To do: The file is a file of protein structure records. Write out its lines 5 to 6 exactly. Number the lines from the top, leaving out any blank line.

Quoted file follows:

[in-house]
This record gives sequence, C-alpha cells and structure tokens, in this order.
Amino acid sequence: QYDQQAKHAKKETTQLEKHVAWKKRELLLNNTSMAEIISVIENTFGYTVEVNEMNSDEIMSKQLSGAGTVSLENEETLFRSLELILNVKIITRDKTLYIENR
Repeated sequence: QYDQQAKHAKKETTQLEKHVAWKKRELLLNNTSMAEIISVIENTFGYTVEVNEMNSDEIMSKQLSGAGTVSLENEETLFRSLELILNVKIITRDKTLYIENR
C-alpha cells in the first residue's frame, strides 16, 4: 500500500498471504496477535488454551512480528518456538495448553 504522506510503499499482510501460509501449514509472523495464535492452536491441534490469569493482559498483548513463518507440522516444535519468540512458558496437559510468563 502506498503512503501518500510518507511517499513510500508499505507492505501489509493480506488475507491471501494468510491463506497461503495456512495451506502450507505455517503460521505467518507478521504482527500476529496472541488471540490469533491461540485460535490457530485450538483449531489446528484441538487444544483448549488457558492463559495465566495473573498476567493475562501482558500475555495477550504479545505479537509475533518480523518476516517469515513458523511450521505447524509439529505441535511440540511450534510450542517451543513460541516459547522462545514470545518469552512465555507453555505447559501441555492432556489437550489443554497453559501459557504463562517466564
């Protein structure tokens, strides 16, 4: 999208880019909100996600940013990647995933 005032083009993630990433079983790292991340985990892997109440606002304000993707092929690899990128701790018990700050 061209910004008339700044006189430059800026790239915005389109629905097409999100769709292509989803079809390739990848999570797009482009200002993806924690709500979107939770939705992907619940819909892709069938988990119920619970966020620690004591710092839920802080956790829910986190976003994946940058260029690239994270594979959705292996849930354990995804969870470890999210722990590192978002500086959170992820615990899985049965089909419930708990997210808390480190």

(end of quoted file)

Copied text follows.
C-alpha cells in the first residue's frame, strides 16, 4: 500500500498471504496477535488454551512480528518456538495448553 504522506510503499499482510501460509501449514509472523495464535492452536491441534490469569493482559498483548513463518507440522516444535519468540512458558496437559510468563 502506498503512503501518500510518507511517499513510500508499505507492505501489509493480506488475507491471501494468510491463506497461503495456512495451506502450507505455517503460521505467518507478521504482527500476529496472541488471540490469533491461540485460535490457530485450538483449531489446528484441538487444544483448549488457558492463559495465566495473573498476567493475562501482558500475555495477550504479545505479537509475533518480523518476516517469515513458523511450521505447524509439529505441535511440540511450534510450542517451543513460541516459547522462545514470545518469552512465555507453555505447559501441555492432556489437550489443554497453559501459557504463562517466564
């Protein structure tokens, strides 16, 4: 999208880019909100996600940013990647995933 005032083009993630990433079983790292991340985990892997109440606002304000993707092929690899990128701790018990700050 061209910004008339700044006189430059800026790239915005389109629905097409999100769709292509989803079809390739990848999570797009482009200002993806924690709500979107939770939705992907619940819909892709069938988990119920619970966020620690004591710092839920802080956790829910986190976003994946940058260029690239994270594979959705292996849930354990995804969870470890999210722990590192978002500086959170992820615990899985049965089909419930708990997210808390480190």